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“I probably could have treated you a little better, couldn’t I have? “Yes.” “Despite all of that you have still been kind to me and haven’t sought revenge, right? I don’t know if you remember those days.” “Yes.” She was living with her parents in Newport Beach. No more questions.” It was time for Kent Easter to call his most important witness, and so he uttered one of the most melancholy sentences jurors would hear: “At this time I would just be calling myself.” He took the stand, wearing one of the unassuming sweaters that had seemed his sole wardrobe through the trial.

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Finally, representing himself, he would face his fellow Orange County citizens alone.When Easter put on his case now and called her to the stand — with a sign-language interpreter on hand for her claimed hearing loss — he did not seem angry at the woman he claimed had ruined him.Instead, his tone seemed almost wistful, his gaze tender.And still the sole breadwinner for his three kids, aged 8, 10 and 12.“All this education that I had is now completely useless to me, by and large,” he said.Don’t believe it.” For Kelli Peters, the run-in with the Easters amounted to “the worst experience of her life,” Marcereau said.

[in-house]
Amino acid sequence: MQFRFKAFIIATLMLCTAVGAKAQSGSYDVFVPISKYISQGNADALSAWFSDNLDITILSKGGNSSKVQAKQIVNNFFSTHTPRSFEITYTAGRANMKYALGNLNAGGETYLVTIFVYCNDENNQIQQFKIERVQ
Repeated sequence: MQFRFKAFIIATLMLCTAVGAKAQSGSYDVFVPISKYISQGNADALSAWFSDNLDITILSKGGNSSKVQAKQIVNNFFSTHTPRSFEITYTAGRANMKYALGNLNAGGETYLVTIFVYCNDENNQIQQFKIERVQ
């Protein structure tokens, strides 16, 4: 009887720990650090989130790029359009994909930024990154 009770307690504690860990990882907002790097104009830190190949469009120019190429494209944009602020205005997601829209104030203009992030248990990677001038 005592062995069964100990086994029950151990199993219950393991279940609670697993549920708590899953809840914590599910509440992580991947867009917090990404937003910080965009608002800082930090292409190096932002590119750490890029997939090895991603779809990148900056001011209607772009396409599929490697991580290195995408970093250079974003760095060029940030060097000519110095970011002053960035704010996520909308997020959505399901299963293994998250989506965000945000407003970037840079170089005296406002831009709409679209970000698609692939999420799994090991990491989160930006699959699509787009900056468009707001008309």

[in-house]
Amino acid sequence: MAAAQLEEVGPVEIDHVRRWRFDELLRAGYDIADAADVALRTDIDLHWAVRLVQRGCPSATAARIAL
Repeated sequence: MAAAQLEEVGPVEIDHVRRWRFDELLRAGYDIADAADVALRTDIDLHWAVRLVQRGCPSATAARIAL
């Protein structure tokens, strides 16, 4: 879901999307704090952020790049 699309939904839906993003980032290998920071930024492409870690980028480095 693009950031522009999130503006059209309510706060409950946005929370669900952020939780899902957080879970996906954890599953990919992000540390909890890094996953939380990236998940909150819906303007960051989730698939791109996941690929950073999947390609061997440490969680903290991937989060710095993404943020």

Her daughter Sydnie, who was 10 when the Easters tried to frame her mother, had refused to sleep alone for fear “the Easter monster” would abduct her, Marcereau said.

Easter sat alone at the defense table, without his co-defendant and ex-wife, Jill.

When Marcereau chatted with him during court breaks, he found him oddly affable — low-key, disarmingly polite, with a sense of humor — and had to remind himself he was the enemy.

“I should never have hurt Kelli Peters,” he told jurors when they returned. The “polite and professional” cop had not even raised his voice. “I’m simply a parent of a young family that is broke,” Easter said.

“So I really come here already having lost everything I have except for my family, and I submit there is no further point to additional punishment.” His words were plaintive, but his tone nearly robotic.

This was before the arrests and the trials and the cameras, before his pedigree became a cudgel with which to flog him, before strangers were writing him letters urging him to kill himself. He was rehearsing a plea for mercy — his closing argument to jurors weighing his financial fate.